This latest change in the number is caused by inadequate rainfall, locusts and conflicts in the sub-region, according to Reuters

A more serious consideration of the hunger situation and wellbeing of people in Ethiopia shows that its long-term consequences are far more serious and are quietly but significantly debilitating to Ethiopia. This is, therefore, another story and side of Ethiopia – one of the ten fastest growing economies in the world – whose story of competition between hunger and fast economic growth has become perplexingly confusing, unable to mask the hunger, the stunting and death of children.

In February, I penned article on whether Ethiopia is a failed or fragile state. In that article, I stated:

    “Ethiopia is repeatedly referred to as a failed state, especially by Foreign Policy and the think tank the Fund for Peace (FFP) – a conclusion which has dumbfounded many skeptics. In the views of many, a slight problem with this conclusion is its mixing of processes and ends.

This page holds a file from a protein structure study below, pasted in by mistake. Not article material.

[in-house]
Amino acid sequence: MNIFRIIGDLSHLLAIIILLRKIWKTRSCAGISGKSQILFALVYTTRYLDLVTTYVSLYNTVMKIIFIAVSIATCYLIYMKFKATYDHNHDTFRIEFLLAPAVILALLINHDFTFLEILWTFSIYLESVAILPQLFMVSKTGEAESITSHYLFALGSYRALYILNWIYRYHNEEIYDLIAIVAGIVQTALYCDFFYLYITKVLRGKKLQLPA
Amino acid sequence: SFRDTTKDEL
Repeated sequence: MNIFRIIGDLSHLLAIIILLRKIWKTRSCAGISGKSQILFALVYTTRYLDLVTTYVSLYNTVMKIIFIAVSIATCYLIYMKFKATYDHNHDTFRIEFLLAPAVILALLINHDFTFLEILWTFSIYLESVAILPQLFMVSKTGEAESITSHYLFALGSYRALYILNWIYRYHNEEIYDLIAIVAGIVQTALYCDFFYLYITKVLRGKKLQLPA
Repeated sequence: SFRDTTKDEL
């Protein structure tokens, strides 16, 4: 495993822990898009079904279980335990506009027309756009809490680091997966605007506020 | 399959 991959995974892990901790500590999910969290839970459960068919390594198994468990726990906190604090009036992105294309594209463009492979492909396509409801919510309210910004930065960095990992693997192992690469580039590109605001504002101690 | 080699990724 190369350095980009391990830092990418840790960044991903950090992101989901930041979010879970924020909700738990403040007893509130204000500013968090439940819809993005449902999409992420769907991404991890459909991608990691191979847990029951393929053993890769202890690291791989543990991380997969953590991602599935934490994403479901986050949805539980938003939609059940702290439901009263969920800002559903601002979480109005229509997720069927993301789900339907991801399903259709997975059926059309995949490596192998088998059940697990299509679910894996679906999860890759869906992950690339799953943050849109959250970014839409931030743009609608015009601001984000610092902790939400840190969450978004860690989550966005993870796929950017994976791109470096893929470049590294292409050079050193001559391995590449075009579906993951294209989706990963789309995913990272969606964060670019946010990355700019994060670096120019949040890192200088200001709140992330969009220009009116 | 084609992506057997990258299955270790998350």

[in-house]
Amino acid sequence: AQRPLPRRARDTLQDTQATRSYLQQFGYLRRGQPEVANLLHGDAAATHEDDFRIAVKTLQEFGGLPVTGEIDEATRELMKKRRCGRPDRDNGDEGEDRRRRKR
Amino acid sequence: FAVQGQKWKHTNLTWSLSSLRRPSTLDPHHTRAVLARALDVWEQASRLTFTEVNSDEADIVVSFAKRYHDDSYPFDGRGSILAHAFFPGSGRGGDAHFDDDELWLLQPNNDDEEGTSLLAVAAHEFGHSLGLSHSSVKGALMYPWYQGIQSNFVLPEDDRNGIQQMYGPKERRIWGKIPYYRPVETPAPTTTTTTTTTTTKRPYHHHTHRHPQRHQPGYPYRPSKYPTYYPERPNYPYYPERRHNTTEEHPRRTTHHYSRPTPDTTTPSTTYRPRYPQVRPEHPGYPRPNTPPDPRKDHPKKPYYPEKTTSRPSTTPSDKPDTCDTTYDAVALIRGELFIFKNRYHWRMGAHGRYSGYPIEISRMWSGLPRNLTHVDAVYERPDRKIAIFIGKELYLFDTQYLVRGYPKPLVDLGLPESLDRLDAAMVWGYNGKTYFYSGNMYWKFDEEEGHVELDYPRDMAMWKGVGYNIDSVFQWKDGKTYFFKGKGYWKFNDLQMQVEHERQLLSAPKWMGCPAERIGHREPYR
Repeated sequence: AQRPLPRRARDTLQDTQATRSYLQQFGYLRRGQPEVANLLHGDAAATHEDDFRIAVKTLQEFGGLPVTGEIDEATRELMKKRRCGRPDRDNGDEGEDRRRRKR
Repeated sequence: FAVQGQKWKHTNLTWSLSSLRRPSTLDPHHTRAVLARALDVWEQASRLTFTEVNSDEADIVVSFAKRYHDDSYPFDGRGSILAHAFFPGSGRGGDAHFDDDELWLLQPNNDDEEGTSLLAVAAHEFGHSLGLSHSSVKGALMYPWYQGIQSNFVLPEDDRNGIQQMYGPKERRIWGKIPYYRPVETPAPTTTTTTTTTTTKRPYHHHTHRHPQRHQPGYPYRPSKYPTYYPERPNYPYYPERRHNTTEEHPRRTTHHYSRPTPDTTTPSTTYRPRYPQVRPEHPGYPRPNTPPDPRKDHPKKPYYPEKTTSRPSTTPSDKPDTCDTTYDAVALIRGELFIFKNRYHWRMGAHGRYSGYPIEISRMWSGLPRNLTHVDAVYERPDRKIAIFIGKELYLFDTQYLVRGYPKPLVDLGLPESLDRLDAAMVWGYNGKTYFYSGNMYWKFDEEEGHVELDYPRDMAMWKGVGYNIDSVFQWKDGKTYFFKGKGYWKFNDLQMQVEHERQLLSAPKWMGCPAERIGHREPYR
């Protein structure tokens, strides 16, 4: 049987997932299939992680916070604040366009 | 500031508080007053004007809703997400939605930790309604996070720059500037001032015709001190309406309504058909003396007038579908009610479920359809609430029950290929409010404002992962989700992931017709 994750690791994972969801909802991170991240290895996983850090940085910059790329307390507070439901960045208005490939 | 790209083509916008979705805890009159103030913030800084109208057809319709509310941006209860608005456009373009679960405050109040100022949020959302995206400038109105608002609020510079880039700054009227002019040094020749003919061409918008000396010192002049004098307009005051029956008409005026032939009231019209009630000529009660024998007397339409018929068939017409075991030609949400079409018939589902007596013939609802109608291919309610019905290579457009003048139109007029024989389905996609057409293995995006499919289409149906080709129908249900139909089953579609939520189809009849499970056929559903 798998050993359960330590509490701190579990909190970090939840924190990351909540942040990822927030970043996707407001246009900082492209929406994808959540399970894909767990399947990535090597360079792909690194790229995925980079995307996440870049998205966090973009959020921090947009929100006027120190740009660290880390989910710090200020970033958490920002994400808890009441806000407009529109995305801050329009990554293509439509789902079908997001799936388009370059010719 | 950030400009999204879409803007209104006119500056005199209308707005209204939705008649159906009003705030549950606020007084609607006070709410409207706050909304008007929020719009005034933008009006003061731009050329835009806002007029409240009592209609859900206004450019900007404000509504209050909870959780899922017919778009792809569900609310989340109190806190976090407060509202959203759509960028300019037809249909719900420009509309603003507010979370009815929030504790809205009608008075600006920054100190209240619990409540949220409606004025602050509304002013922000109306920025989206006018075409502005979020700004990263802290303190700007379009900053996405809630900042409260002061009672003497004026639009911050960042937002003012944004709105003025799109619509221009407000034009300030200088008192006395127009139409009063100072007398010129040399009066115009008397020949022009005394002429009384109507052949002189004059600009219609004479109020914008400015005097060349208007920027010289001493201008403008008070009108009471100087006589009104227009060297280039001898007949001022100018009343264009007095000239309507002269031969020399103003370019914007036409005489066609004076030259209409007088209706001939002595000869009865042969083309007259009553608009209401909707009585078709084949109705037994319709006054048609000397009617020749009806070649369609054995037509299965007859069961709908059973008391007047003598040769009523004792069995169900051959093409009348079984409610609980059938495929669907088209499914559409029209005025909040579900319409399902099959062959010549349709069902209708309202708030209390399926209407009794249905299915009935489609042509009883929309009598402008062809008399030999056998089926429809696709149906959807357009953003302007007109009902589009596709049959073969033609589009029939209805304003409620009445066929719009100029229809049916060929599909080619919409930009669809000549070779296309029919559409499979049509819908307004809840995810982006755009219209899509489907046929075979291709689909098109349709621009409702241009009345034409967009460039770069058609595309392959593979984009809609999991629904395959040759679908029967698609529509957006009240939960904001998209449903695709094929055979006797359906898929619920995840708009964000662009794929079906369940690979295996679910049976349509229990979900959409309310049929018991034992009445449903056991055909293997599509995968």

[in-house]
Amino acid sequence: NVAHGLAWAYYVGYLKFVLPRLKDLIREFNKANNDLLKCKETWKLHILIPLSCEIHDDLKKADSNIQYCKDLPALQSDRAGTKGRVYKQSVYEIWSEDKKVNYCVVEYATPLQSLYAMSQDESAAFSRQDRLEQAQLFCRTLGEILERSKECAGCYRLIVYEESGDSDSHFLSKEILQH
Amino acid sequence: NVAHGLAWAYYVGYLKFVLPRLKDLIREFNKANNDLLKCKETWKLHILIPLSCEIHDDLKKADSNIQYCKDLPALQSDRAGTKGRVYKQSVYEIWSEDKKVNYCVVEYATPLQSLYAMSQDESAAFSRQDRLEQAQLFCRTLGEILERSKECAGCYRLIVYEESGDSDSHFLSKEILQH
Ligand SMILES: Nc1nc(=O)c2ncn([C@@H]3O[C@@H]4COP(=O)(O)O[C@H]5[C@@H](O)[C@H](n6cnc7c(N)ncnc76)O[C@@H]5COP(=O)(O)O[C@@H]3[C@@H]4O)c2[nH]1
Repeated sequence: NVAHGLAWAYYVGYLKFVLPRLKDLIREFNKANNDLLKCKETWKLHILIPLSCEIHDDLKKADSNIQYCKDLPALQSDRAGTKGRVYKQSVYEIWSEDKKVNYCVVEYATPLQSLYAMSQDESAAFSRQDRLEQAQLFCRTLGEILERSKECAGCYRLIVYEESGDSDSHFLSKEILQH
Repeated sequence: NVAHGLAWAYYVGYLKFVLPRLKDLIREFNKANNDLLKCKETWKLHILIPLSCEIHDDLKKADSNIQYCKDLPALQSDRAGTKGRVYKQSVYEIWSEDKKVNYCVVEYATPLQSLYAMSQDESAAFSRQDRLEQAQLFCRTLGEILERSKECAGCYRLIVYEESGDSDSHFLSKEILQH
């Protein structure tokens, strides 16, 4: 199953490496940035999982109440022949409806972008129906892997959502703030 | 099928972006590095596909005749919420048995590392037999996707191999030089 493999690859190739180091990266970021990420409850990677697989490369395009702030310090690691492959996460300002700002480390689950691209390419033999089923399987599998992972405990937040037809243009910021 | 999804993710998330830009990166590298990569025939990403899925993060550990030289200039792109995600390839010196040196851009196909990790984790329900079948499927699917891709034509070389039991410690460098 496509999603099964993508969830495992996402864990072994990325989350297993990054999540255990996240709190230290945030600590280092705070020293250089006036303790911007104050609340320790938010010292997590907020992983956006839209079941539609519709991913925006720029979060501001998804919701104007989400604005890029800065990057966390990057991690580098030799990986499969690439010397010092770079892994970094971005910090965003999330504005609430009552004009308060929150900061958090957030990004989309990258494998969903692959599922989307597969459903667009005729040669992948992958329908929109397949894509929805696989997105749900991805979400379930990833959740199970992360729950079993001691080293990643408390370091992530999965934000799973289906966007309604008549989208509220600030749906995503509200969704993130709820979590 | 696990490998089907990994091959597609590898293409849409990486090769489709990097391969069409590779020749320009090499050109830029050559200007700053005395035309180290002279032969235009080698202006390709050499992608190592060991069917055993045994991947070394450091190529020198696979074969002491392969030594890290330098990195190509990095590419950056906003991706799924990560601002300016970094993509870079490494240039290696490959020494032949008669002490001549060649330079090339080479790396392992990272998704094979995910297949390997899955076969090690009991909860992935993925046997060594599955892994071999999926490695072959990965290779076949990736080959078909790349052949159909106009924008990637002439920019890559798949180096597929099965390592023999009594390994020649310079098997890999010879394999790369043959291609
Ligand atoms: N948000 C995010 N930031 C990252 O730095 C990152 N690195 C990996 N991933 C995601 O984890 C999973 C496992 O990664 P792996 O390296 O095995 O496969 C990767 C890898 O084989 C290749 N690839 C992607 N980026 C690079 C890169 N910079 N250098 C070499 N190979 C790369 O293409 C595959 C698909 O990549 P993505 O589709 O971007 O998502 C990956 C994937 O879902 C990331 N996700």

Others prefer to see Ethiopia described as a fragile state. In this latter category are almost all donor governments and regional and international organizations. Nevertheless, the question now should be what the distinction between a failed and fragile state is and what is being done to overcome the problem/the danger.


    In that regard, FPP’s three criteria relate to Ethiopia’s experiences and are premised on social, economic and political gauges. Their occurrences, especially their frequencies, point to a state on point of failure. It mainly denotes law abiding state’s inability to take control of the situation.

    These three FFP factors that tie with the above-mentioned Ethiopian experiences are: